COVID also impacted how the team handles preventative maintenance of the heating, ventilation, and air conditioning (HVAC) systems for the hospital. The team wears protective gloves and masks when working on rooftop exhaust fans, for example.

“I feel very fortunate I can help the community this way,” Simmons said. The plant operations team prides itself on having a family-like atmosphere, where every one pitches in as needed and has each other’s backs.

Treating You Like Family

When a Patient Care Technician like Brittney Johnson enters a patient’s room for a routine vitals check, there’s a lot more happening in Johnson’s mind than patients know about. During that routine check, Johnson checks respiration and conducts a head-to-toe assessment to determine if there’s any changes which she needs to let the nurse know about.

“I do this because I love taking care of people,” Johnson said. “It’s not just a job to me, it’s my career; it’s my passion.”

Johnson helps patients with daily activities like bathing, taking them to the bathroom, taking vitals, checking blood sugars, taking them for tests, performing CPR when needed and is at the bedside to help nurses and doctors perform bedside procedures. A major distinction between a Patient Care Technician and a nurse is that Patient Care Technicians do not administer medication.

COVID-19 required Johnson to relearn how to do her job since protocols were rapidly changing. She says she spent more time during COVID with patients – conversing with them and being present – to let them know they were loved and cared for while in the hospital. Johnson recalls a patient who hated being alone, so she would go in once an hour and watch TV and hold her hand. “I knew I had to make time to do that because if it was my family member in the hospital, I would hope and pray that someone would sit with them,” Johnson said. “I treat my patients as if they were my own family members.”

A Vital Link to Quality Outcomes

Sometimes referred to as housekeeping or janitorial services, environmental services (EVS) is a term used exclusively in healthcare to describe the process highly trained support service staff conduct to clean and disinfect medical equipment, patient rooms and other common areas within the hospital setting.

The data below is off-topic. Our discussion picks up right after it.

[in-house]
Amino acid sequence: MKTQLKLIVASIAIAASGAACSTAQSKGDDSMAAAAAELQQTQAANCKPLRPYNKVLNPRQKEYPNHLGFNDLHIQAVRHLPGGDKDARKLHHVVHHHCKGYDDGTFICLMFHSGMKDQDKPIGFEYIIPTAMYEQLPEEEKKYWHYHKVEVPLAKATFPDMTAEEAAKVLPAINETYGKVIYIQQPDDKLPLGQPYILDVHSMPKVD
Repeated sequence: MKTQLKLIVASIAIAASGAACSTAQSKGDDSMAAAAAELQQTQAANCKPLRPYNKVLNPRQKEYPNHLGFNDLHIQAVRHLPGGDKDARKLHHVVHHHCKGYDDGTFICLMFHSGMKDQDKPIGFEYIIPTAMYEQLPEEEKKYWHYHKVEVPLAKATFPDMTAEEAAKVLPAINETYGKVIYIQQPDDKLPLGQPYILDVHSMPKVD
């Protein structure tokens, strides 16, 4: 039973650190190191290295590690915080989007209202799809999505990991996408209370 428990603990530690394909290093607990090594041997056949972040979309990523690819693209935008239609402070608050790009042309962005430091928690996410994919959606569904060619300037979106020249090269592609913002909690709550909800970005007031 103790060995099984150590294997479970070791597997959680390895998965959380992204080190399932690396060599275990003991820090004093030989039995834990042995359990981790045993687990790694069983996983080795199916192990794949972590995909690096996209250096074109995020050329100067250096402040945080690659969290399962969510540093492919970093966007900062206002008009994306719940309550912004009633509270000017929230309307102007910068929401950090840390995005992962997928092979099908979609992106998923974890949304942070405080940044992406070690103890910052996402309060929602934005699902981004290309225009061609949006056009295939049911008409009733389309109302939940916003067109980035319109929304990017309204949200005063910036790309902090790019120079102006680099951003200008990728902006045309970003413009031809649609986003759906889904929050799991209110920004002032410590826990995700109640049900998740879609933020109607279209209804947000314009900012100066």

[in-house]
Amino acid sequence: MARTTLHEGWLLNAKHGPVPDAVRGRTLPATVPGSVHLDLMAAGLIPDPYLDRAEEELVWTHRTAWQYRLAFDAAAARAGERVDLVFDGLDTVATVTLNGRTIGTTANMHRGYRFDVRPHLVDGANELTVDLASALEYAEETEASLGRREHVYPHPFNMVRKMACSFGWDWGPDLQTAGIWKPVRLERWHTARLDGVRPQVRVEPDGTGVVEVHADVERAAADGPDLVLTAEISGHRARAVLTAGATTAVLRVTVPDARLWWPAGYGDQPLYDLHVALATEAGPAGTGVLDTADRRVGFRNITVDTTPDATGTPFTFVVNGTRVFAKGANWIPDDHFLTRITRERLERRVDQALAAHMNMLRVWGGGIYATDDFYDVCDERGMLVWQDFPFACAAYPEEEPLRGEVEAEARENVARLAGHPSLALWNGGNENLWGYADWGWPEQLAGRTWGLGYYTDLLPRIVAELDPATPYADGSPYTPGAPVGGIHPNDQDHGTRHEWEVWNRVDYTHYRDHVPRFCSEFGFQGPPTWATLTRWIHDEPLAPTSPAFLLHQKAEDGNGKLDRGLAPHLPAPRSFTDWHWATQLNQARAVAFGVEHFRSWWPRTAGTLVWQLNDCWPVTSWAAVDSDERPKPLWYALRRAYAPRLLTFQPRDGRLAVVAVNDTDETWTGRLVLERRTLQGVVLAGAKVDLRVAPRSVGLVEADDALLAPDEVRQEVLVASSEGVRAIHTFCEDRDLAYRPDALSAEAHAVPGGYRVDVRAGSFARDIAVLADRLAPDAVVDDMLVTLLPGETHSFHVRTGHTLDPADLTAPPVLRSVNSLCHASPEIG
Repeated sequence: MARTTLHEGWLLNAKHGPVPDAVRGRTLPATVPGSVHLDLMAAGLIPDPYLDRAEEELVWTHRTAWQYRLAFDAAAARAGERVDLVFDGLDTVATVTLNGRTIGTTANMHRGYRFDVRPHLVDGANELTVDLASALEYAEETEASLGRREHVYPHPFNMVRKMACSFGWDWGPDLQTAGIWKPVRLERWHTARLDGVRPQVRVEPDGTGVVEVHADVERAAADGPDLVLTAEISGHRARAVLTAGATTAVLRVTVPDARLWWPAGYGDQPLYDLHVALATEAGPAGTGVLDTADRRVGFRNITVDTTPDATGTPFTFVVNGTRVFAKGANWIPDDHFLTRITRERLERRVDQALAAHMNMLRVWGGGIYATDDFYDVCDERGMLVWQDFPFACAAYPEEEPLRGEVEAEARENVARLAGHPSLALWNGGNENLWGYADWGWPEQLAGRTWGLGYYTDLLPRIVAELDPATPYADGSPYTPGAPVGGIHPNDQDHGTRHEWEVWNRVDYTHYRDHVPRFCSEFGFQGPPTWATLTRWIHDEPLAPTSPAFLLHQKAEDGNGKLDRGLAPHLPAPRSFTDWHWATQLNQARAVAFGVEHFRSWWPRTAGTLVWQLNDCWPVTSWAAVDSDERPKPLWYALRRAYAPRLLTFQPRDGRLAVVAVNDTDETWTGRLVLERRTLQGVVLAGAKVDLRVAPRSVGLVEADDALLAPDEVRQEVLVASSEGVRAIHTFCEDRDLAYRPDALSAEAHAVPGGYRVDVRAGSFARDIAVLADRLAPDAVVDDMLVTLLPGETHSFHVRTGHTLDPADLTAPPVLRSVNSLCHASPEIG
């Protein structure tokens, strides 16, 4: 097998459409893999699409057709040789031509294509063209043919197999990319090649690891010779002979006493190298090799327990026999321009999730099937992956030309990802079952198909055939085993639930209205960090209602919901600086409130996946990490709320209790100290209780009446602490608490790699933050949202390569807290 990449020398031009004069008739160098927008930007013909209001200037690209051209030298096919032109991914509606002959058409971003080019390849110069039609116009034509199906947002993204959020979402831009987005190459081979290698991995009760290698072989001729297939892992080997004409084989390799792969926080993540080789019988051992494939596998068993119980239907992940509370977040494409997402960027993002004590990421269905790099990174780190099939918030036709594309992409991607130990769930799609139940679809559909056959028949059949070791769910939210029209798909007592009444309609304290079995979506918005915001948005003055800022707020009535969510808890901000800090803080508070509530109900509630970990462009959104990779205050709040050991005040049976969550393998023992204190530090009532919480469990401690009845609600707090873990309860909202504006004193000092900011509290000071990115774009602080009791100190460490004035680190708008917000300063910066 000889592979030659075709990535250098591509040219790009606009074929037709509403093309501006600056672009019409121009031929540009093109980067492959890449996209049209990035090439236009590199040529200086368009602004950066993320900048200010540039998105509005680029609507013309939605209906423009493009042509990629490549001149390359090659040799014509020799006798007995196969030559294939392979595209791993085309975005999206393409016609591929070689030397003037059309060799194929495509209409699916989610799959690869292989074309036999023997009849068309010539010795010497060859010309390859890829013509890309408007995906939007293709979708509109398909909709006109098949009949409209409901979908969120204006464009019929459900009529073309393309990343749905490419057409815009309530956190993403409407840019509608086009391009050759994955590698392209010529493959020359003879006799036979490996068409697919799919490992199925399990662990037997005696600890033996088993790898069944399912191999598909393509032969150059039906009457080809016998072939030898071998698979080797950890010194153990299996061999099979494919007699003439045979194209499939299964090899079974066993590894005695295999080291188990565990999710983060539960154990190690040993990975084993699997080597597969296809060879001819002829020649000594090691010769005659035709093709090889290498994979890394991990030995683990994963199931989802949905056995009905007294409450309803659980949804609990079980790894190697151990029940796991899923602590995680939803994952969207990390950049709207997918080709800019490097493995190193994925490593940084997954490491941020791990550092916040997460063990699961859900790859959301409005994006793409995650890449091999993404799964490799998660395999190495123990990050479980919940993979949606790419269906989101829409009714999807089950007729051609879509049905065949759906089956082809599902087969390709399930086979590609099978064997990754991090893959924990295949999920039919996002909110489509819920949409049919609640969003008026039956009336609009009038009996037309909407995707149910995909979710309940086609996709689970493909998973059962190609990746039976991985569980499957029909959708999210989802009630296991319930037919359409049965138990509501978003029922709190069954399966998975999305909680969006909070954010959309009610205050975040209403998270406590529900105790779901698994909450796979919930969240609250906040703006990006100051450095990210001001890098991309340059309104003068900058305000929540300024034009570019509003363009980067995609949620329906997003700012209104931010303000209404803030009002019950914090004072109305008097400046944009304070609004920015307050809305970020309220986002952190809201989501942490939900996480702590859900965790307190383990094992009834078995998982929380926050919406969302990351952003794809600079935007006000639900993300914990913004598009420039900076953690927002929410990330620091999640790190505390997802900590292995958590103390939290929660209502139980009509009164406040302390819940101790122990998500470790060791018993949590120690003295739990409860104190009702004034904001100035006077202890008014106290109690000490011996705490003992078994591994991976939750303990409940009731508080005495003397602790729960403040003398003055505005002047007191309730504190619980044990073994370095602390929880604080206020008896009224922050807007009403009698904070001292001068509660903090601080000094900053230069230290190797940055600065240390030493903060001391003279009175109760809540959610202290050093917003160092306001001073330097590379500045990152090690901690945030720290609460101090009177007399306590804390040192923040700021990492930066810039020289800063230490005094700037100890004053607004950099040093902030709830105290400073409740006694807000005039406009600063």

EVS technicians ensure a safe environment for everyone in the facility. They work closely with clinical staff and frequently interact with patients.

“We give it 100 percent every day. We do the work and make sure it’s done right,” said William Stepney who has been with the EVS team at CalvertHealth for almost 10 years. He added, “We take a lot of pride in keeping our hospital nice and clean for our patients and their families.” Primarily assigned to the OR, Stepney is one of the technicians trained to use the Surfacide UV disinfection system which uses three towers and laser mapping technology to ensure all surfaces have been effectively cleaned and sterilized. CalvertHealth has been utilizing the technology for more than eight years.

A detailed EVS training process, such as the one implemented at CalvertHealth, ensures the EVS staff knows the importance of their role and the established safety standards and regulations that should be followed - whether it’s using cleaning products or handling body fluids/ preventing infection transmission. And according to Stepney, the team at CalvertHealth is the best at what they do.

“I’ll brag just a little. I think we are the best in our area. Not only do we keep everything clean, we are courteous to patients and try to assist everyone we come in contact with. It’s a good feeling to help people,” said Stepney.